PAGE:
Hannah

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Underground Airlines by Ben H. Winters
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The Singles Game by Lauren Weisberger
The Singles Game
by Lauren Weisberger
read in March, 2017
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Akata Witch by Nnedi Okorafor
Akata Witch (Akata Witch, #1)
by Nnedi Okorafor (Goodreads Author)
read in March, 2017
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Sea of Poppies by Amitav Ghosh
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Akata Witch by Nnedi Okorafor
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Hunger Makes Me a Modern Girl by Carrie Brownstein
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Little & Lion by Brandy Colbert
Little & Lion
by Brandy Colbert (Goodreads Author)
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Hunger Makes Me a Modern Girl by Carrie Brownstein
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Kindred by Octavia E. Butler
Kindred
by Octavia E. Butler
read in March, 2017
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Intentional Interviewing and Counseling by Allen E. Ivey
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More of Hannah's books…
Stephen Chbosky
“So, this is my life. And I want you to know that I am both happy and sad and I'm still trying to figure out how that could be.”
Stephen Chbosky, The Perks of Being A Wallflower

Jennifer Egan
“Like all failed experiments, that one taught me something I didn’t expect: one key ingredient of so-called experience is the delusional faith that it is unique and special, that those included in it are privileged and those excluded from it are missing out.”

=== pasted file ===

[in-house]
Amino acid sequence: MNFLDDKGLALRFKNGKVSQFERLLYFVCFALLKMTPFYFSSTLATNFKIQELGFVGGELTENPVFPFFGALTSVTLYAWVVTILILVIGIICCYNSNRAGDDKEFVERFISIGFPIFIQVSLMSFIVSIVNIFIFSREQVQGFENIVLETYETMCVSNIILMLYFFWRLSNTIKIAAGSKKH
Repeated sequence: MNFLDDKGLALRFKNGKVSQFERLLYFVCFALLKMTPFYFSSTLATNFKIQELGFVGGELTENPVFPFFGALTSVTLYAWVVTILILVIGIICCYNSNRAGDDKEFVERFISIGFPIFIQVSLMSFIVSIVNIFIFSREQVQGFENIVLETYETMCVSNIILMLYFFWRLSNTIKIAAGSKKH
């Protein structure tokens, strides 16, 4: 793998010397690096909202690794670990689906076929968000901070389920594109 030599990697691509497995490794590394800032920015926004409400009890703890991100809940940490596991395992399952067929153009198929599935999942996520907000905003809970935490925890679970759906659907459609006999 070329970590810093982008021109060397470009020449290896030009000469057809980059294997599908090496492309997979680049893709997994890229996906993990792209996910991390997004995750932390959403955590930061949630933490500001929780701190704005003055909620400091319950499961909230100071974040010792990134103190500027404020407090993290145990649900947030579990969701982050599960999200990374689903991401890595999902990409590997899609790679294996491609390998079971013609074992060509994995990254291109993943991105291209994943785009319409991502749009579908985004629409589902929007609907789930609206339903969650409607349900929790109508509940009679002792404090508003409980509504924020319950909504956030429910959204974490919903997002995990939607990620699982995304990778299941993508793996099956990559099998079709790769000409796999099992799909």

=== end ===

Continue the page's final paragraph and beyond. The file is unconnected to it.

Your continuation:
Jennifer Egan, A Visit from the Goon Squad

Stephen Chbosky
“There's nothing like deep breaths after laughing that hard. Nothing in the world like a sore stomach for the right reasons.”
Stephen Chbosky, The Perks of Being A Wallflower

John Green
“As he read, I fell in love the way you fall asleep: slowly, and then all at once.”
John Green, The Fault in Our Stars

Salman Rushdie
“For a long while I have believed – this is perhaps my version of Sir Darius Xerxes Cama’s belief in a fourth function of outsideness – that in every generation there are a few souls, call them lucky or cursed, who are simply born not belonging, who come into the world semi-detached, if you like, without strong affiliation to family or location or nation or race; that there may even be millions, billions of such souls, as many non-belongers as belongers, perhaps; that, in sum, the phenomenon may be as “natural” a manifestation of human nature as its opposite, but one that has been mostly frustrated, throughout human history, by lack of opportunity.

And not only by that: for those who value stability, who fear transience, uncertainly, change, have erected a powerful system of stigmas and taboos against rootlessness, that disruptive, anti-social force, so that we mostly conform, we pretend to be motivated by loyalties and solidarities we do not really feel, we hide our secret identities beneath the false skins of those identities which bear the belongers’ seal of approval.

But the truth leaks out in our dreams; alone in our beds (because we are all alone at night, even if we do not sleep by ourselves), we soar, we fly, we flee. And in the waking dreams our societies permit, in our myths, our arts, our songs, we celebrate the non-belongers, the different ones, the outlaws, the freaks.

What we forbid ourselves we pay good money to watch, in a playhouse or a movie theater, or to read about between the secret covers of a book. Our libraries, our palaces of entertainment tell the truth. The tramp, the assassin, the rebel, the thief, the mutant, the outcast, the delinquent, the devil, the sinner, the traveler, the gangster, the runner, the mask: if we did not recognize in them our least-fulfilled needs, we would not invent them over and over again, in every place, in every language, in every time.”
Salman Rushdie, The Ground Beneath Her Feet

Jordyn
1,316 books | 172 friends

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Ben
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